Václav Peloušek: Exactly. We also developed the modular patch to manage the signal that we play into the system. You do it together, you distinguish, and so when you perform you need to be respectful for both sound and the visual. You can’t really do classical beats of electronic music because it’s too fast and it’s then too much for the eyes, you would get tired very quickly. So the stuff that works best is a slow moving bass or drone, when you can actually enjoy the relationship between what your senses are giving you.
Tina Dolinšek: What Václav just described also sums up very well what we were doing the whole year. It’s about drawing with sound, but also vice-versa.
How come you started this long term collaboration together?
Václav Peloušek: Tina Dolinšek invited Bernhard and me to play for the first time in Ljubljana for the Strictly Analog festival in 2017 and then we attended several PIFcamps and Bernhard was always bringing laser projectors, so we’ve been trying many different ideas and the response was very positive and that’s also probably what triggered Tina to make this workshop series.
Tina Dolinšek: Huge inspiration for me to start with the Modul@rnice series was also a festival about vector synthesis Vector Hack we hosted in 2018 together with Ljudmila Lab. It was the first time ever that artists from this field gathered together and met in person – Ivan Marušić Klif and Derek Holzer initiated it, happening both in Zagreb and here in osmo/za. That was actually for me the first time I got interested in this kind of art form and wanted to continue with this topic as part of Projekt Atol education & art programmes. The problem was we didn’t have a community at that time, only scattered people who have modular synths or lets say they were interested in them, but no community and so no people to share skills and knowledge with others. Bastl Instruments in Brno has a strong community for instance.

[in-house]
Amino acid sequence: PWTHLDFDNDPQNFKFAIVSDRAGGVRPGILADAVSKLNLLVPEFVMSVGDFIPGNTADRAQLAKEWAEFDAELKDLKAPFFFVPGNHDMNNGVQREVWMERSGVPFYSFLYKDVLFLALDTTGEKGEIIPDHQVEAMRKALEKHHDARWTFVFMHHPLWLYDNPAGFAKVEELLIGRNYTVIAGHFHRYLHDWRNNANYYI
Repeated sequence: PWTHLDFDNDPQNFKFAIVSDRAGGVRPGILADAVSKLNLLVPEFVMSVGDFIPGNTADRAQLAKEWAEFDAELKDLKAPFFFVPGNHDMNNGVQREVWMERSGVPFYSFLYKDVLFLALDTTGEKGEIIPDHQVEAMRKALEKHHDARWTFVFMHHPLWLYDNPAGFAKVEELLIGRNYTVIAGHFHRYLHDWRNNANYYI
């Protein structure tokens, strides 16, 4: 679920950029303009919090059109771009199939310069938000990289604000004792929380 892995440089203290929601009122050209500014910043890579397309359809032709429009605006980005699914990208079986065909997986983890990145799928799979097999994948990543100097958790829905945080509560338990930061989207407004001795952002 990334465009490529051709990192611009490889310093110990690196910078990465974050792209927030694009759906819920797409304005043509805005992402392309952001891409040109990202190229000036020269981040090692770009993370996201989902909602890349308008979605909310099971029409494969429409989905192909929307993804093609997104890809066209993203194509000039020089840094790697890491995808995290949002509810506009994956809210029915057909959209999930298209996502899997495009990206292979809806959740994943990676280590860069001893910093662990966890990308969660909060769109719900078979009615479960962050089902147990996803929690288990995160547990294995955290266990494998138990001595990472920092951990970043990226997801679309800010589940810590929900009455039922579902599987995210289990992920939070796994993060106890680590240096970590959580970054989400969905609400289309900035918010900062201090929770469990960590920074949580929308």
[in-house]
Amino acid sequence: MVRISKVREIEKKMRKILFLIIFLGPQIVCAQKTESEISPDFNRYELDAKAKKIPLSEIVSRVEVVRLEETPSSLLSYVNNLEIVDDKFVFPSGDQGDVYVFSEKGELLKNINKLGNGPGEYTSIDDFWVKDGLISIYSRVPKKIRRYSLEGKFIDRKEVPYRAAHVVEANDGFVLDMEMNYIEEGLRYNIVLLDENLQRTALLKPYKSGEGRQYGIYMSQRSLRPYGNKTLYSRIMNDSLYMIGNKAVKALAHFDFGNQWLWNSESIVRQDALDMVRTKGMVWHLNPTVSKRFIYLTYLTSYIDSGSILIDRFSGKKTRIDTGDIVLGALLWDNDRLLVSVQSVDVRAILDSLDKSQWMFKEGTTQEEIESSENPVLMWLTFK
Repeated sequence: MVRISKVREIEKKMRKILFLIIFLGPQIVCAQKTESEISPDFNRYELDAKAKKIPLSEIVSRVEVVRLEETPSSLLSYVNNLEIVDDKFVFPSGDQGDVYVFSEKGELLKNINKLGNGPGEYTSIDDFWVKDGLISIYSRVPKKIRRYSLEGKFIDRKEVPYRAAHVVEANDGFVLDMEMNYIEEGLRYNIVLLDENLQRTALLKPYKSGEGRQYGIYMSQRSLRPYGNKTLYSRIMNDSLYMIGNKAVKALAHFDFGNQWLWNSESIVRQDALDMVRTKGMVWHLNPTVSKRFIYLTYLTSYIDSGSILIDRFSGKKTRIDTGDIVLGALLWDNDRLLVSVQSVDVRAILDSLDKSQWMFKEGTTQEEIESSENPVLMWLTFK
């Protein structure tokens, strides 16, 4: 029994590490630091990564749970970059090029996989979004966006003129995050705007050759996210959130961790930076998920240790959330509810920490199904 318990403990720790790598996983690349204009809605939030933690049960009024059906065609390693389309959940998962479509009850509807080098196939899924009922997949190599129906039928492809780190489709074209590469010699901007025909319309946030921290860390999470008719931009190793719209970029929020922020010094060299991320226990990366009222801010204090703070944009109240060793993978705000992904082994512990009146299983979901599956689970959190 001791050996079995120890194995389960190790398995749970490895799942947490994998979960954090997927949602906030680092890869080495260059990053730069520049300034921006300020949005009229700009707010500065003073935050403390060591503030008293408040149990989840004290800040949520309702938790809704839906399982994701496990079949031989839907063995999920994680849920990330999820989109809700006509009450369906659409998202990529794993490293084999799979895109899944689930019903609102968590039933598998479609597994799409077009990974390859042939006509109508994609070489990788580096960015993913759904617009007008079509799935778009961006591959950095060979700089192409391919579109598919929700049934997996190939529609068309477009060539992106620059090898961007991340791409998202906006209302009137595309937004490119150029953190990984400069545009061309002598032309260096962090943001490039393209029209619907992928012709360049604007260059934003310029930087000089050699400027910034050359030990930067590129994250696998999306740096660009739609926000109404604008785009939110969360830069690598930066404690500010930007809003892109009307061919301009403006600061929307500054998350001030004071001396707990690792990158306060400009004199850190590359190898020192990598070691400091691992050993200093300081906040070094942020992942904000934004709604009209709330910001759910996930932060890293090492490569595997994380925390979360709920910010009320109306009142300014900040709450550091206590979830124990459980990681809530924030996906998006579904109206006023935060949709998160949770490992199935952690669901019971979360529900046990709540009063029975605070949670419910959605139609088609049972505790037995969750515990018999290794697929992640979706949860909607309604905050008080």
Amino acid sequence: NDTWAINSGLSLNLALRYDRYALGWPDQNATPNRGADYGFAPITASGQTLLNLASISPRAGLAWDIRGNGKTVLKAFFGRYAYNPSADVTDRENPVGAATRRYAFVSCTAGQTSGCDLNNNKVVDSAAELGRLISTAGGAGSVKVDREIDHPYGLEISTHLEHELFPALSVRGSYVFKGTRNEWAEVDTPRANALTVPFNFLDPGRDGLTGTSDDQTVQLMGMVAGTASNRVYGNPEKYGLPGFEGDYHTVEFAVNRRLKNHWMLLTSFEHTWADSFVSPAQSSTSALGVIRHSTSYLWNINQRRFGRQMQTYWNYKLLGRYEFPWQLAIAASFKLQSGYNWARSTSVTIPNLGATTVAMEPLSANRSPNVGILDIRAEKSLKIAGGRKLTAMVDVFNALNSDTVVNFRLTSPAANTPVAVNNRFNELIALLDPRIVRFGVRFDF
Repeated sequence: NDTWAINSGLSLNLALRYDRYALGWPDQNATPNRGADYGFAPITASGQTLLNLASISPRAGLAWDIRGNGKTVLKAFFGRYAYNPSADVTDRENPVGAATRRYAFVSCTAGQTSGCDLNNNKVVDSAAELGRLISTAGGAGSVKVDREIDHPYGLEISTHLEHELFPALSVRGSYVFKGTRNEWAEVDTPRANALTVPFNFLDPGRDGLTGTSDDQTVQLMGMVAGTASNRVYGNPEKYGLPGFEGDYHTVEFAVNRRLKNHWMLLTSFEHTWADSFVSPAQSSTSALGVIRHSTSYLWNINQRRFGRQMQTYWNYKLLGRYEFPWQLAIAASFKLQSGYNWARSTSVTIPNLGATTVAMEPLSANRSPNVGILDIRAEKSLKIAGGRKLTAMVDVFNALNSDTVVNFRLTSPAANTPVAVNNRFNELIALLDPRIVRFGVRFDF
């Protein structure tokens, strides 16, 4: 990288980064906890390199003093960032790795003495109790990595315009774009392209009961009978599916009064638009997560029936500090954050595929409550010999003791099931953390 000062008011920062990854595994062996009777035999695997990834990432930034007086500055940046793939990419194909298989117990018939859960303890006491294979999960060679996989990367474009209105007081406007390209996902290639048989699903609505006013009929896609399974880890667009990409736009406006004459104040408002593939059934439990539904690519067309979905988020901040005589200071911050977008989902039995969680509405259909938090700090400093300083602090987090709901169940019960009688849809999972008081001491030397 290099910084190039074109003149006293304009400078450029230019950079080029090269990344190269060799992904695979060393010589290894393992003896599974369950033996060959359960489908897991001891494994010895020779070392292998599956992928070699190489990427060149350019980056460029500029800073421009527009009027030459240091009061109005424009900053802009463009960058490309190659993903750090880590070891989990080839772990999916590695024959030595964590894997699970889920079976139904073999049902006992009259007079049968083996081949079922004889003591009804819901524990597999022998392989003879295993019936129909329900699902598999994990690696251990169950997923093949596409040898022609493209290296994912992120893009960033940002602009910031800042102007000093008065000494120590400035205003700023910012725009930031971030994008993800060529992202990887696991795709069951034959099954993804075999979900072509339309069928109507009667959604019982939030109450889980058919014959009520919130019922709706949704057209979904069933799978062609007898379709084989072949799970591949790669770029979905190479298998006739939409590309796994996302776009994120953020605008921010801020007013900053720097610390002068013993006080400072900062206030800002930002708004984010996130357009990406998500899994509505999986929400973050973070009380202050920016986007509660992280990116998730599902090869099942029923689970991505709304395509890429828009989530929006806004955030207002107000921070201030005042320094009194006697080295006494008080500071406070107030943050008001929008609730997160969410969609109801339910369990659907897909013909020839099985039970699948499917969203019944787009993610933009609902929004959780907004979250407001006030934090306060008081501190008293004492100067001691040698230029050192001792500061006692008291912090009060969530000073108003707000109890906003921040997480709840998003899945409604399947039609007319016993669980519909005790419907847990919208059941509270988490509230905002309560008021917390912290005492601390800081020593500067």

Later on I was also influenced by the Synth Library Prague, who offers a safe space for sharing and learning about electronic music and modular synthesis. And next year we will try to establish a synth library in osmo/za, Ljubljana also.
What is your experience with the MakersXchange program?
Tina Dolinšek: It was a good opportunity to do something new and gain extra funding to develop a new workshop; and also to connect with other makers who were part of the program. Nevertheless, I think the whole reporting process was a bit too rigid, for these kind of small funds a flat fee or a stipend would work better.